Play: Our Town
Theatre: Regent’s Park Open Air Theatre
Playwright: Thornton Wilder
Director: Ellen McDougall
Review by Tamera Heron
Thornton Wilder’s Pulitzer Prize winning play Our Town is set in the fictional New Hampshire town Grover’s Corners, between 1901 and 1913. This three-act play starts as a simple tale of day-to-day life, but ends on a haunting and reflective note.
As requested by Wilder, the set is minimalist with no scenery with only banked seating to reflect the auditorium, leaving the audience to use their imagination, and draw upon memories of their own home towns.
Grover’s Corners has a captivating narrator in the Stage Manager (Laura Rogers), who also plays several other characters, including a comical ice-cream shop owner, earning scattered laughs.
‘Daily Life’ ( Act I) is set in 1904 and focuses on the mundane, repetitive and yet seemingly content lives of the residents. We meet characters such as The Sentinel’s editor Charles Webb (Tom Edden) and Dr Frank Gibbs (Karl Collins), Their daily chit-chat limits itself to the topic of new twins, the alcoholic choir leader, or the moonlight on a clear night. When not performing, the cast sit on the stairs, peacefully observing the lives of the other residents. Their good-natured meandering through life is almost too pleasant and borderline robotic.
Act II takes place three years later, and centre’s around ‘Love and Marriage’, particularly that of Emily Webb (Francesa Henry) and George Gibbs (Arthur Hughes), introduced in Act I as pre-adolescents. Looking back at when their romance first started, the narrator asks the audience to remember the sensation of being young and in love, “like a person sleepwalking”. This moment for Emily and George is endearing and relatable. In fact, the first two acts are so ordinary, some may wonder why they are watching life when they live it everyday.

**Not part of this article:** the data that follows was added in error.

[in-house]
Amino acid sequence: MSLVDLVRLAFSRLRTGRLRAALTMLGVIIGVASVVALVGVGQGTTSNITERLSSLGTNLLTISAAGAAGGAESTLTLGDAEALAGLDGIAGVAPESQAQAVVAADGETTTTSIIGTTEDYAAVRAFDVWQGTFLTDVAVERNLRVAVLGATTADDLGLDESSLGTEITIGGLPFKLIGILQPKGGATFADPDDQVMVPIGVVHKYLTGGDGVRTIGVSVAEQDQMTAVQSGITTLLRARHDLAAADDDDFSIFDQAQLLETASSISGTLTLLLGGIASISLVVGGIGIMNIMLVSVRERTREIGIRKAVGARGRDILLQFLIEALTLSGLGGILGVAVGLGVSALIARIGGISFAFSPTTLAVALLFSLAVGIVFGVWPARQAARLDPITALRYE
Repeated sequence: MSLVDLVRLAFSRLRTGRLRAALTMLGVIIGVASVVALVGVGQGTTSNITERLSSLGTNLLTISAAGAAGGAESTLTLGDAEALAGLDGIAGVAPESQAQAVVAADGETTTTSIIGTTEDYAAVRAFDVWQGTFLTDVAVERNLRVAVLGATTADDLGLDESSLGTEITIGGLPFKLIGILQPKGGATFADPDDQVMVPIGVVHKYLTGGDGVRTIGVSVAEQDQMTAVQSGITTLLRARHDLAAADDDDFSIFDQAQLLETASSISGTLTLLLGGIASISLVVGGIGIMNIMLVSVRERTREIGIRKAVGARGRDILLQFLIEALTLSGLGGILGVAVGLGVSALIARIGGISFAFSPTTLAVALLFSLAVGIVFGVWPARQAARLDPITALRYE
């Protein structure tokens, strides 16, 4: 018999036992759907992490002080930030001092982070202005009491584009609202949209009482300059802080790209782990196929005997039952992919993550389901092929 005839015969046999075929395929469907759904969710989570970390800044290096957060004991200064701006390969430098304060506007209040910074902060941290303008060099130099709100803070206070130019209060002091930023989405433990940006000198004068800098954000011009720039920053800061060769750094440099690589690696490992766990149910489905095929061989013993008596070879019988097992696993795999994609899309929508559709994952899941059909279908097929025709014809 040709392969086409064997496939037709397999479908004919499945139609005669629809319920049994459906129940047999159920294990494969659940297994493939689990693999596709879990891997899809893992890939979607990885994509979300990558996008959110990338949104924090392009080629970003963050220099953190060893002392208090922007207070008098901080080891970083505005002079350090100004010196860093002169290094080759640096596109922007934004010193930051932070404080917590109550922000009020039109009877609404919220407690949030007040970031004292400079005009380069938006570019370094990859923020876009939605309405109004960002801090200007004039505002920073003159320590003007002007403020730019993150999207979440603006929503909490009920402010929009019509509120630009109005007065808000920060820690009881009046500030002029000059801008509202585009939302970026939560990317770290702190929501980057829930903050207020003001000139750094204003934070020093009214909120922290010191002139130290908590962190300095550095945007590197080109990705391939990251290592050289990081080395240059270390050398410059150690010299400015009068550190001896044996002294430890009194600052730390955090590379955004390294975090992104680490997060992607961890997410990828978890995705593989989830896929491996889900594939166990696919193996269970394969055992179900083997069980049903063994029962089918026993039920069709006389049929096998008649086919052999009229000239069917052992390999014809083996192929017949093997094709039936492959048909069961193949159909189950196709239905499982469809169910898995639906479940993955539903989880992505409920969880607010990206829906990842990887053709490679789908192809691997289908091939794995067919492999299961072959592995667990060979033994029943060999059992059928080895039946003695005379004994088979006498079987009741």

By Act III – ‘Death and Eternity’ – the sun had set in Regent’s park and nine years has flown by in Grover’s Corner. On this particular day, Emily Webb has been laid to rest after dying during giving birth to her second child. Sat upon the stairs are a select few characters, who have already passed away, watching her funeral. Emily, remaining her usual bubbly self, joins them. She is not saddened by the tears of her mourning husband, but instead is happy to have lived alongside gaining a new unspoken understanding of eternity.
Emily is then given a choice which she seizes, raising important questions about our failure to embrace life. As perfectly phrased by Emily: “Do human beings ever realise life while they live it? — Every, every minute?”.
At the start of the play Laura Rogers’ Stage Manager reveals that they would like to bury a copy of Our Town in Grover’s Corners’ time capsule. The hope is that a thousand years later, people would know what life was like in their idyllic American town. Although a century hasn’t yet passed, the message from Our Town is the fact that we live in “ignorance and blindness” is more relevant today than a century ago.
Our Town is in Regent’s Park Open Air Theatre until the 8 of June 2019.